PLAINVIEW — Chance McMillan is only 32, but he decided to retire.
Well, as a cotton grower, at least.
The young Hale County farmer anticipates a successful, lengthy future raising corn, grain sorghum and wheat. He grew cotton five of the six years he’s been farming, but became frustrated with its rising operating costs and dwindling profits. Now, he’s releasing his equipment and essentially giving up on the crop.
“Unless it goes back to 90 cents or a dollar, I’m not gonna grow cotton anymore,” he said. “The input costs are too much. There’s not enough return on investment with 60-cent cotton.”
Among cotton’s high operating expenses is weed removal. Because weeds have grown resistant to Roundup — their once-most-effective herbicide — McMillan faces heavy labor costs with hoe crews.
Winter wheat, on the other hand, grows during the opposite time of year as the weeds with which it would have to compete. Corn, unlike cotton, grows tall enough to shade weeds, he said.
Now in the 60-cents-a-pound range, cotton prices have already dipped below the threshold of a healthy profit margin. If they reach much lower, it could cost more to produce the stuff than a farmer can earn from selling it.
“Certainly, cotton prices are not where we would like for them to be,” said Mary Jane Buerkle, communications director for Plains Cotton Growers. “Our producers and everyone else would like to see prices that are higher than that.”
Cotton undoubtedly remains the South Plains’ No. 1 crop. Even the most loyal farmer still likely has bills to pay, though, and will take notice of the alternative-crop market.
“Even though you would consider yourself a cotton farmer, when you have this kind of price discrepancy, you may shift a portion of your crop,” said Calvin Trostle, an agronomist with Texas A&M AgriLife Extension Service.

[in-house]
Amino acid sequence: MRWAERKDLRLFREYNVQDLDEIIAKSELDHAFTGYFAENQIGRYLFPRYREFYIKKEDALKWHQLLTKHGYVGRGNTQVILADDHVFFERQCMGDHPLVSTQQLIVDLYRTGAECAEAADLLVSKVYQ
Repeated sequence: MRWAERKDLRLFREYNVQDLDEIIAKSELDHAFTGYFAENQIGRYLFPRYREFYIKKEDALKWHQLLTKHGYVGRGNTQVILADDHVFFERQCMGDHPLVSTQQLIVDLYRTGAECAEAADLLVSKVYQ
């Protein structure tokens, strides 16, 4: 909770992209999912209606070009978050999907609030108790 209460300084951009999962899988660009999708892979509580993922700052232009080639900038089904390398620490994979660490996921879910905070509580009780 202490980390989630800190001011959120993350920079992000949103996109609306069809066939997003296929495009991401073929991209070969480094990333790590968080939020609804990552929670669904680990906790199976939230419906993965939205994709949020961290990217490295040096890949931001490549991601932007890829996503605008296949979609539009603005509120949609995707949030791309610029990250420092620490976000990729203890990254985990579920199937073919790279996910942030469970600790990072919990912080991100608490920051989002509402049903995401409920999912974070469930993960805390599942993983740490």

That means McMillan isn’t alone in his crop switch.
As the owner of Halfway Farm Chemical, Kevin Igo tries to monitor trends in Hale County’s farming community. While producers start to consider their 2015 planting options, he won’t be surprised to see changes.
“The typical topic around the coffee table is leaning toward more grain and less cotton,” he said.
Nationwide, expect to see about a 15 percent drop in cotton acreage, said Darren Hudson, a Texas Tech agricultural economist.
“It’s been a while since we’ve had prices this low,” he said.
Like those for other goods and services, prices for cotton come from supply and demand. A heavy supply — as the world is seeing for the moment — means cotton is cheap.
Much of that high quantity is in China. The Chinese began stockpiling the crop a few years ago, gradually accumulating much more than they can immediately use.
Of course, that makes the export market to China fairly limited.
“They’ve stopped stockpiling, but they’re not buying as much because they can take cotton out of their stockpiles,” Hudson said. “That’s putting a lot of pressure on price.”
India is in a similar position of liquidating its stockpiles, Hudson said.
A third global price effect comes from Turkey. A Turkish anti-dumping lawsuit accuses firms in the U.S. of selling into its markets below production costs, Hudson said.
“Between China, India and Turkey, there’s a lot of downward pressure toward prices,” he said.
But there are still reasons cotton has long been so heavily planted in the South Plains. With cotton-suitable climate and soil in the area, other crops tend to have their own drawbacks.
For instance, you can’t just switch your cotton acreage to peanuts unless you somehow find a large amount of extra water.
“Price is one of many factors that a producer takes into consideration whenever they’re going to be making decisions about what they’re going to plant in 2015,” said Buerkle of Plains Cotton Growers.
Corn is also known as a thirsty crop, but McMillan plants genetically enhanced breeds that don’t consume as much.
“It can be, but with the hybrids we have and the technology, it doesn’t take more than with cotton,” he said. “That inch of water we put on lasts.”
When planting time arrives, some grain crops might also appear more attractive than cotton because of their larger safety net, Hudson added.
“In a lot of these other crops, there’s some price protection in the new farm bill,” he said. “If the price declines, you’re protected. Cotton doesn’t have that.”
Buerkle added that with spring planting deadlines still months away, there’s still time to hope for a market upswing.
“A lot could happen between now and then,” she said. “Certainly, we’d like to be optimistic.”